Ulta Beauty, Inc. (NASDAQ:ULTA), as a profitable domestic retailer, stands to be one of the biggest beneficiaries of the new federal tax law, which will lower the U.S. corporate tax rate from 35% to 21% this year.
However, Ulta investors may not see all of that money just yet. That's because if all your competitors get the same cut, some may try to gain market share by lowering prices and/or upgrading service. In addition, the rise of e-commerce has forced retailers to become omnichannel businesses, needing to invest in physical stores, distribution centers, and fast shipping.
Though Ulta was thought to be coming off a heavy investment cycle, management is doubling down on spending in 2018, in order to stay ahead of the pack in an increasingly competitive environment. Here's how Ulta is spending its tax cut, and what it means for investors.
One of the bigger Ulta headwinds has been a slowdown in prestige cosmetics, Ulta's core segment. While that category slowed overall in 2017, Ulta's top four prestige brands -- MAC, Lancome, Clinique, and Benefit -- were standout performers.
Ulta has been featuring these names in branded in-store boutiques, just as fellow specialty retailer Best Buy has found success with branded boutiques for electronic equipment at its stores.
This year, Ulta will continue installing these boutiques, with another 675 set for 2018 after 700 installations last year, including 200 dedicated to MAC, a top brand the company only began selling last spring.
While prestige cosmetics decelerated last year, skin care, apparently, is on the rise. As such, CEO Mary Dillon said the company will add several new skincare brands this year, such as The Better Skin Co., Crepe Erase, Mamonde, and House 99 by David Beckham. The David Beckham brand, as you might imagine, is geared toward men, and exclusive to Ulta Beauty.
Ulta also plans to capitalize on the trend by adding a new Skin Bar to 180 of the company's roughly 1,100 stores and hiring a dedicated "skin expert" at each, who will be directly responsible for sales of skin care products and services at each location.
Not only will Ulta boost spending on skin care experts, but it will also raise wages and/or employee benefits across the board. In the wake of the tax cuts, Ulta paid store associates a one-time bonus totaling $12.3 million last quarter. And in a world of low 4% unemployment, the ability to attract high-quality employees, especially in a services business like Ulta's, will become increasingly important.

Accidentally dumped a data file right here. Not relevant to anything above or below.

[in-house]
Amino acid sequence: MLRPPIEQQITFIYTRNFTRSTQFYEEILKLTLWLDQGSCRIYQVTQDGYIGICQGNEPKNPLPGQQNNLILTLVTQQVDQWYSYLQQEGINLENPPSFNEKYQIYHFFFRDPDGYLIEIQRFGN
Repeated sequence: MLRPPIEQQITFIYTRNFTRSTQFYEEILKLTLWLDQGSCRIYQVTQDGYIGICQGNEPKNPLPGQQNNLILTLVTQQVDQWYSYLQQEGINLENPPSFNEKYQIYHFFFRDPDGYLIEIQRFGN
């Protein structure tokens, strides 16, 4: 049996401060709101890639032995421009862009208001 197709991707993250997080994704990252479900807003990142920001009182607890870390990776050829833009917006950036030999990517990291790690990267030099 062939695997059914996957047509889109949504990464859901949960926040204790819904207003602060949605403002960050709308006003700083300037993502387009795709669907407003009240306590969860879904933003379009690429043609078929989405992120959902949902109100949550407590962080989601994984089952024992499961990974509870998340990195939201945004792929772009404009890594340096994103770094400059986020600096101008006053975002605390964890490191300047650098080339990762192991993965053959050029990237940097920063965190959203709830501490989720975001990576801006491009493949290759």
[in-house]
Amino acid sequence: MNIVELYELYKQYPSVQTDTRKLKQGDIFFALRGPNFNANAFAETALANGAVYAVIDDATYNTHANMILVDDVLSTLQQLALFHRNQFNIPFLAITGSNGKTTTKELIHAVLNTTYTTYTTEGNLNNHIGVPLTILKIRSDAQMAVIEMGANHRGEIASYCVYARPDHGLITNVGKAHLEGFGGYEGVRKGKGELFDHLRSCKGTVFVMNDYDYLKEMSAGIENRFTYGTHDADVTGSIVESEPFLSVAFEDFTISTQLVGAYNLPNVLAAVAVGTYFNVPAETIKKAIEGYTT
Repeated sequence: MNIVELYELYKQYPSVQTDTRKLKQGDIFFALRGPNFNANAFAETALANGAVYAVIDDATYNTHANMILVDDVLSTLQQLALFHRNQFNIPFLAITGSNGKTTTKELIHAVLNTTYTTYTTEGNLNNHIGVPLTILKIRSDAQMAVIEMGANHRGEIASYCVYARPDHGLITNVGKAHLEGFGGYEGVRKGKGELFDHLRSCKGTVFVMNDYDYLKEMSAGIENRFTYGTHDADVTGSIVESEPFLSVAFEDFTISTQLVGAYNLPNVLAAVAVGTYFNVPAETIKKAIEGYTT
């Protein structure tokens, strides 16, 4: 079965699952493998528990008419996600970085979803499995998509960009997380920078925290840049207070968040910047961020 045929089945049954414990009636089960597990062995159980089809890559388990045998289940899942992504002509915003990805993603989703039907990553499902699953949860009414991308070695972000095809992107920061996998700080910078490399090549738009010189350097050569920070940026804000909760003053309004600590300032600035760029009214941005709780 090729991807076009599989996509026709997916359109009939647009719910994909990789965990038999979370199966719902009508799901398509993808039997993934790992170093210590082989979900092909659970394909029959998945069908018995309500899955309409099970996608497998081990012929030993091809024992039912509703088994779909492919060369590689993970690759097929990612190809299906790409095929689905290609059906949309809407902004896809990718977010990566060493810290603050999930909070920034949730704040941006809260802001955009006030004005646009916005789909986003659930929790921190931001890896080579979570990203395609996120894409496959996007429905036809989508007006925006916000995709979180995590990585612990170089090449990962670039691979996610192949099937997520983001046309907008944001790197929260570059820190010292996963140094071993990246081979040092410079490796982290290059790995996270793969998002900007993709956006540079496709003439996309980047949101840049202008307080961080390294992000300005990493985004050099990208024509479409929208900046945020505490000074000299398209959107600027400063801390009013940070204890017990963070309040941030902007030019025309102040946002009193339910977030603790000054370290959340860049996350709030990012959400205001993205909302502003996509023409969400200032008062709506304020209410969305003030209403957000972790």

The continued investment in employees will be the biggest cost driver this year; Ulta says it will cause its operating margin to "take a step back" in 2018 by 50 to 70 basis points (though 20 of those points will be driven by an accounting change).
Finally, the company will also continue to invest in digital capabilities and artificial intelligence (AI) to create more personalized offers and optimize inventory. Ulta is already a leader in these types of initiatives, as its e-commerce sales skyrocketed 60.4% last quarter.
Nevertheless, digital and AI will continue to be an ongoing evolution, and the new tax savings have allowed management to accelerate some of this spend in order to stay ahead of both department stores and you-know-who from Seattle. Dillon added, "... imagining what that guest wants 5 and 10 years from now in that intersection of the physical and digital world, that's our job to do."
With all of these investments, management announced it was scrapping its 2019 target of 15% operating margins. In fact, operating margins should decline this year (down 50 to 70 basis points from last year's 13.4%). Nevertheless, management still forecasts earnings-per-share growth in the 20% range, thanks to the lower impact from tax cuts and roughly $500 million in share repurchases in 2018.
In addition, management discussed a cost optimization plan that it will roll out in 2018, which will help to offset some of these increased investments toward the end of the year and beyond. The four pillars of the cost-containment program, it said, are, "indirect procurement, end-to-end operational efficiency, real estate cost, and merchandise margin improvement." Ulta is certainly a great tenant, and could potentially benefit from the same real estate opportunity Starbucks chairman Howard Schultz sees, to potentially permanently lower occupancy costs.
Some may question Ulta's sudden need for more spending as a sign of weakness or tougher competition, but if these moves further grow Ulta's long-term competitive moat, they're the right ones to make. Shareholders should take comfort in management's excellent track record, as well as the company's unchanged earnings profile, even if certain costs shift around a bit this year.